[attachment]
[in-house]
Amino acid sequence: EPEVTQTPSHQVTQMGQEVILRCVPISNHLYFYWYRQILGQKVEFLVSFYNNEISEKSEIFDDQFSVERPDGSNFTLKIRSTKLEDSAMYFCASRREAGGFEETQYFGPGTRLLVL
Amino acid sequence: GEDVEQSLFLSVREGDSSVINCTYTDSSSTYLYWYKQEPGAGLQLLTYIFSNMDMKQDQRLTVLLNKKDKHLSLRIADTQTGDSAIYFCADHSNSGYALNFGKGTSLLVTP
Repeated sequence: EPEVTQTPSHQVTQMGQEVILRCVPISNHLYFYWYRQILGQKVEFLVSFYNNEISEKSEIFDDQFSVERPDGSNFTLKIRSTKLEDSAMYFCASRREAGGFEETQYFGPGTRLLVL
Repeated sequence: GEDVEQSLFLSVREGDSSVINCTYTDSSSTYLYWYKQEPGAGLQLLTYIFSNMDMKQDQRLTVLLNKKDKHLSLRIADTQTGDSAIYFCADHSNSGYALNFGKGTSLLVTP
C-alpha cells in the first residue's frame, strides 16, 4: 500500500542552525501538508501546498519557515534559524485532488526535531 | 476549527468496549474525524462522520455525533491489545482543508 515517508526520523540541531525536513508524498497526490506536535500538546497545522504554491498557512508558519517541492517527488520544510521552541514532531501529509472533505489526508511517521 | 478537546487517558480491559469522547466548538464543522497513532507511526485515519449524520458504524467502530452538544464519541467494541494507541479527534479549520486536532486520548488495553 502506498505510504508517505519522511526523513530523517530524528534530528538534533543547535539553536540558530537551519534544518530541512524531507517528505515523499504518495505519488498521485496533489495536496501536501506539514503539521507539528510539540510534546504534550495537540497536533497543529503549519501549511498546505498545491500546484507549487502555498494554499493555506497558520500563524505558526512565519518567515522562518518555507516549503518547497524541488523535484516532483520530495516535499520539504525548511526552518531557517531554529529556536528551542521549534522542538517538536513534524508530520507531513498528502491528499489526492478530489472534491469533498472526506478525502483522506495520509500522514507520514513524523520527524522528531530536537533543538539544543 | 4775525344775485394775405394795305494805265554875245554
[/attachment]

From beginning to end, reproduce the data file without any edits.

[in-house]
Amino acid sequence: EPEVTQTPSHQVTQMGQEVILRCVPISNHLYFYWYRQILGQKVEFLVSFYNNEISEKSEIFDDQFSVERPDGSNFTLKIRSTKLEDSAMYFCASRREAGGFEETQYFGPGTRLLVL
Amino acid sequence: GEDVEQSLFLSVREGDSSVINCTYTDSSSTYLYWYKQEPGAGLQLLTYIFSNMDMKQDQRLTVLLNKKDKHLSLRIADTQTGDSAIYFCADHSNSGYALNFGKGTSLLVTP
Repeated sequence: EPEVTQTPSHQVTQMGQEVILRCVPISNHLYFYWYRQILGQKVEFLVSFYNNEISEKSEIFDDQFSVERPDGSNFTLKIRSTKLEDSAMYFCASRREAGGFEETQYFGPGTRLLVL
Repeated sequence: GEDVEQSLFLSVREGDSSVINCTYTDSSSTYLYWYKQEPGAGLQLLTYIFSNMDMKQDQRLTVLLNKKDKHLSLRIADTQTGDSAIYFCADHSNSGYALNFGKGTSLLVTP
C-alpha cells in the first residue's frame, strides 16, 4: 500500500542552525501538508501546498519557515534559524485532488526535531 | 476549527468496549474525524462522520455525533491489545482543508 515517508526520523540541531525536513508524498497526490506536535500538546497545522504554491498557512508558519517541492517527488520544510521552541514532531501529509472533505489526508511517521 | 478537546487517558480491559469522547466548538464543522497513532507511526485515519449524520458504524467502530452538544464519541467494541494507541479527534479549520486536532486520548488495553 502506498505510504508517505519522511526523513530523517530524528534530528538534533543547535539553536540558530537551519534544518530541512524531507517528505515523499504518495505519488498521485496533489495536496501536501506539514503539521507539528510539540510534546504534550495537540497536533497543529503549519501549511498546505498545491500546484507549487502555498494554499493555506497558520500563524505558526512565519518567515522562518518555507516549503518547497524541488523535484516532483520530495516535499520539504525548511526552518531557517531554529529556536528551542521549534522542538517538536513534524508530520507531513498528502491528499489526492478530489472534491469533498472526506478525502483522506495520509500522514507520514513524523520527524522528531530536537533543538539544543 | 4775525344775485394775405394795305494805265554875245554